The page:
“Aaaalright, Baltimore! You wanted the best. You got the best. The hottest band in the world… KISS”
Amidst exploding pyrotechnics, Paul Stanley sang the opening lines to “Detroit Rock City,” I feel uptight on a Saturday night / Nine o’clock, the radio’s the only light / I hear my song and it pulls me through / Comes on strong, tells me what I got to do — and a more perfect opening to a rock show there never was.
There is nothing to compare to live music. As I’ve heard it said before, if you wanna hear the record stay home. You can hear the same notes played the same way over and over again. But hearing those notes played over a room of screams and cheers with sweat (and maybe some spit) greasing the fretboard is the only real way to truly hear rock ‘n’ roll.
Of course, there are live recordings and, arguably, one of the best live recordings is KISS Alive!, which came out nearly 50 years ago when the band was still climbing that hill of success. But listening to the recording pales in comparison to the spectacle Paul, Gene Simmons, Eric Singer, and Tommy Thayer put on in Baltimore. Billed as the End of the Road World Tour, KISS originally announced the tour in 2018 which was then delayed due to the Covid pandemic but wrapped up in New York City after two nights at Madison Square Gardens. But before that final stop, the band’s second to last show ever rolled into Baltimore’s CFG Bank Arena on the cold and windy night of Nov. 29.
Walking up to the arena, which I hadn’t gone to since the old Civic Center days, it was like walking into a sea of black and white face paint of fans. As a testament as much to their music as to their stage performance, I saw nearly as many concert goers who were there seeing the band for their first time as fans seeing the band, to paraphrase Paul Stanley, for their “101st time.”
Although this was my first time seeing KISS, when I was a kid they were a storied band. Shrouded in mystery, these four figures dressed in thick boots and spikes with face paint this was a band that begged a backstory. And we were all too eager to create for them. From the band being from outer space to the even crazier tale about Gene having a cow tongue sewn to his own (because there was no way that was real). Of course these were just four guys from New York City beneath the facade, but to a kid in elementary school KISS were truly larger than life.
Heading into the arena it was clear KISS is still bigger than the sum of four guys in a band. Massive figures of Paul, Gene, Eric and Tommy sandwiched the stage. And as the walk-on music of Led Zeppelin’s “Rock and Roll” ended, and the booming tone of the announcer came on issuing the start of the show and the curtain hiding the stage fell away, the cheers were deafening.
Here are some photos of KISS snapped by David LaMason from the audience with a non-professional camera. (All pictures copyright and courtesy of David LaMason.)
You knew from that first song that this was going to be a ride. Within the span of 10 minutes there must have been a ton of pyrotechnics that had gone off. Sparks and rows of flames that spread across one end of the stage to the next and then behind Eric Singer’s drum riser erupted. I could feel the heat from the stands and knew it must have been so much hotter on that stage. Gene, Paul, and Tommy’s synchronized head bobbing and shuffle on “Deuce” as the band have since the mid-1970’s was perfect.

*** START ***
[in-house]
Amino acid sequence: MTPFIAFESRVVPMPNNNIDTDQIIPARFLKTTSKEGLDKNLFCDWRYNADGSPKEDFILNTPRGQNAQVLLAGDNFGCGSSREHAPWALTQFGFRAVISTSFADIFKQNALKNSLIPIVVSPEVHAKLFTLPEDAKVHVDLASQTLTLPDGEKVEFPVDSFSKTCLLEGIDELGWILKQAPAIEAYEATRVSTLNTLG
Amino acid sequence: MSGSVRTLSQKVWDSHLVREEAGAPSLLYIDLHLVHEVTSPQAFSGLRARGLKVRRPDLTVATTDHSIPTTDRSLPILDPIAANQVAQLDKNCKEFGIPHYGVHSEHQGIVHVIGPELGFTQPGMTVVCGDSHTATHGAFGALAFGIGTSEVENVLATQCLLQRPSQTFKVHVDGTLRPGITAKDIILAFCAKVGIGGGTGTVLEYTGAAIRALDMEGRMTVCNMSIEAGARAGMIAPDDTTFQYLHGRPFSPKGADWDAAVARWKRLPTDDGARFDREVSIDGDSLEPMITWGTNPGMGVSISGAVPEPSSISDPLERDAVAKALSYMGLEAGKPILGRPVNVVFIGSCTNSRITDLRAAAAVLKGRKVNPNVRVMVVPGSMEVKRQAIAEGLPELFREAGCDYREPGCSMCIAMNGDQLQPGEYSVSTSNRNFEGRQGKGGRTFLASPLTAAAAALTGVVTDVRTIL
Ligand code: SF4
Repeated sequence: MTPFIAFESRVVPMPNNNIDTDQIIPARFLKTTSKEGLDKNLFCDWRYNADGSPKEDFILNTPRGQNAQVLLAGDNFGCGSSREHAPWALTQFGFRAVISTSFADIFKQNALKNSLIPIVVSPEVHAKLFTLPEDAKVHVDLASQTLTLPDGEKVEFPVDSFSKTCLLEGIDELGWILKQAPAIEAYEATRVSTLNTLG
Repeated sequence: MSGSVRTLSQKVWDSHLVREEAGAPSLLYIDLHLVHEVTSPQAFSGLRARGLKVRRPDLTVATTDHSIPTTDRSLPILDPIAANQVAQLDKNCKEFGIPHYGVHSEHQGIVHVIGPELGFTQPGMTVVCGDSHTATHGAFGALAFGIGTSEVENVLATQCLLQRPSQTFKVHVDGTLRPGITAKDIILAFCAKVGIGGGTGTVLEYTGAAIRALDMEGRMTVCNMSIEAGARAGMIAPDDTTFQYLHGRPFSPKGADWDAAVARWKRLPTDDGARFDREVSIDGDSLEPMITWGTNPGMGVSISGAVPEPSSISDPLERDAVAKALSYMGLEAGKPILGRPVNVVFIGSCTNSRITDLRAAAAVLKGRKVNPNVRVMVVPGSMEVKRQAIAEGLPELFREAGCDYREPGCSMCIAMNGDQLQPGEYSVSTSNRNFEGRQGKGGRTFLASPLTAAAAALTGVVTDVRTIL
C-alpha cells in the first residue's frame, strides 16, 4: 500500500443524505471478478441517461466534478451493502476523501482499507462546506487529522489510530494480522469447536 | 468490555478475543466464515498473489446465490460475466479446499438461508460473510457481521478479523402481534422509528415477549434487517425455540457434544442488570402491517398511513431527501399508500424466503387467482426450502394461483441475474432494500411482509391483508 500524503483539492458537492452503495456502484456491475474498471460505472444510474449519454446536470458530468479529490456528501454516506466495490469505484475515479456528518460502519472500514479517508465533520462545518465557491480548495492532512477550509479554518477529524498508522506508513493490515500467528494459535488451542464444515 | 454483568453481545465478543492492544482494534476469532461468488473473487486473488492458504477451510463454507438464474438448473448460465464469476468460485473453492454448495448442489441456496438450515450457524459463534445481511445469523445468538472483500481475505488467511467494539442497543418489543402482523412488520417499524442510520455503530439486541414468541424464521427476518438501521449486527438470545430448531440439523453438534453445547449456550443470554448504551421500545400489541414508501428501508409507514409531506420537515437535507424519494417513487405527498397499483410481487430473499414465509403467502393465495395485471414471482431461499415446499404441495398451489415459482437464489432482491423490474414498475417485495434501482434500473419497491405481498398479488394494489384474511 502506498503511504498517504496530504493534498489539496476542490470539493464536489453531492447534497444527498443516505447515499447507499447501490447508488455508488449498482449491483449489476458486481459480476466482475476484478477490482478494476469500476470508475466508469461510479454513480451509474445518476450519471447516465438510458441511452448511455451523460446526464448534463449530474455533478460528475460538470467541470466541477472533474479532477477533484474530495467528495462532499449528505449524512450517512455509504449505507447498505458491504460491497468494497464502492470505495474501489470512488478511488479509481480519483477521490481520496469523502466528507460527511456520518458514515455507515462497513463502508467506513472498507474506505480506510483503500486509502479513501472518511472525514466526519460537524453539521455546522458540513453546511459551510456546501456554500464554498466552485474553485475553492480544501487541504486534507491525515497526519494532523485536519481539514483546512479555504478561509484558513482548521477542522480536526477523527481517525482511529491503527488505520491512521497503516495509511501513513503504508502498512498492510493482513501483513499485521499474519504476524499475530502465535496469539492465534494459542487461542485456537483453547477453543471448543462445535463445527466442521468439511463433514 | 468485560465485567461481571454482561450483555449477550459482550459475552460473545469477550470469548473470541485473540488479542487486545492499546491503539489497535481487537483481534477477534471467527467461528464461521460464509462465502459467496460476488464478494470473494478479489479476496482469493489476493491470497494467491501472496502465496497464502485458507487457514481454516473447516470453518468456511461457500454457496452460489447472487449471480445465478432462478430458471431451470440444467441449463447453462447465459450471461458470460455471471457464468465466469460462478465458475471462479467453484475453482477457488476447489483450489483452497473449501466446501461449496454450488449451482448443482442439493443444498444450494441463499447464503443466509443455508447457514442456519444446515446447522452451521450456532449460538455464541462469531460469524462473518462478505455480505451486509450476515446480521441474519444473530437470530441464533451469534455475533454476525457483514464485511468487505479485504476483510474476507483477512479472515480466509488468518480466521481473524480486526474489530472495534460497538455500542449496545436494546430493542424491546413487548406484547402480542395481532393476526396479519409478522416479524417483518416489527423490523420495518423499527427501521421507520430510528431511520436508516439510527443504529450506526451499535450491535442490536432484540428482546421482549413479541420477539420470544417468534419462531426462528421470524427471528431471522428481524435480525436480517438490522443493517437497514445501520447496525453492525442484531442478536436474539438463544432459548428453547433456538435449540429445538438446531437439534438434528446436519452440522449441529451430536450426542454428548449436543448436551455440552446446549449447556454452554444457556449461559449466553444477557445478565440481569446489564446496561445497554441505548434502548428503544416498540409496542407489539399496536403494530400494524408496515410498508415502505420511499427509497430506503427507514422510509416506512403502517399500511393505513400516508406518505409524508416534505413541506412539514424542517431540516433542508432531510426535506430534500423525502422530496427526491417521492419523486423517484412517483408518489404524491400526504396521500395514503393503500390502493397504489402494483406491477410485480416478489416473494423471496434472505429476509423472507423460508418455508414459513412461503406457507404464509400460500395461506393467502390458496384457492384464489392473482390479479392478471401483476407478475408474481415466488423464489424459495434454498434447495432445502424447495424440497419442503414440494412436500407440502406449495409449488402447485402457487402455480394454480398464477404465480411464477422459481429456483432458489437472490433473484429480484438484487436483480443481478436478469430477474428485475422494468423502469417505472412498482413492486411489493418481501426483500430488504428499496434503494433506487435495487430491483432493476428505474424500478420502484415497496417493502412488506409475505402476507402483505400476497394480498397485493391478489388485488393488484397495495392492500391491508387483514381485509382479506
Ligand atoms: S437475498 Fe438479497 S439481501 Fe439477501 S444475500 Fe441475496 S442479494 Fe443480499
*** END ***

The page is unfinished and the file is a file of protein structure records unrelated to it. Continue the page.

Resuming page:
Each band member had his time to shine. From Gene Simmons’s fire breathing at the start of “I Love It Loud,” while surrounded by a cloud of fog that covered the stage in an eerie purple cloud to a blistering solo by Tommy Thayer, complete with rocketing fireworks from his guitar, there was no slow moment the entire evening.
Watch the official music video for “I Love It Loud” by KISS on YouTube:
“Hey, Bawltimore!” Paul Stanley shouted throughout the night. “Come on sing!” Paul spoke to the crowd in that way only he could — part MC and little like that sassy nana who’ll spoil you rotten the first chance she gets. Familiar and welcoming, this was a band that was here to have some fun and you couldn’t help but have a smile on your face taking it all in.
Even if KISS had been performing the same songs night after night I couldn’t tell. KISS gave it 110%. There was no phonin’ it in. And it looked like a helluva lot of fun, especially as Tommy and Paul traded licks — trying to match each other note for note. From “Calling Dr. Love” to the disco-tinged “I Was Made for Lovin’ You” and “Black Diamond,” it was a packed set list with all your favorites.
After the regular set, Eric Singer appeared at a grand piano to sing “Beth,” before the rest of the band returned to the stage for “Do You Love Me” and the piece de resistance “Rock and Roll All Nite” with a massive explosion of confetti with Gene and Tommy riding huge cranes. And as they floated over the crowd, Paul swung his guitar around and around before smashing it as explosions rained behind the stage.
It was an incredible send off to one to a legendary band. “Did you get what you came for?” Paul Stanley asked the crowd. The answer: a resounding “yes!”
Detroit Rock City
Shout It Out Loud
Heaven’s on Fire
I Love It Loud
Lick It Up
Calling Dr. Love
God of Thunder
I Was Made for Lovin’ You
Do You Love Me
Rock and Roll All Nite
KISS officially played their last live show in New York City on Dec. 2, and so ended the tour. The band have announced they will soon inaugurate a hologram tour of classic KISS, so perhaps keep your ears open for more developments!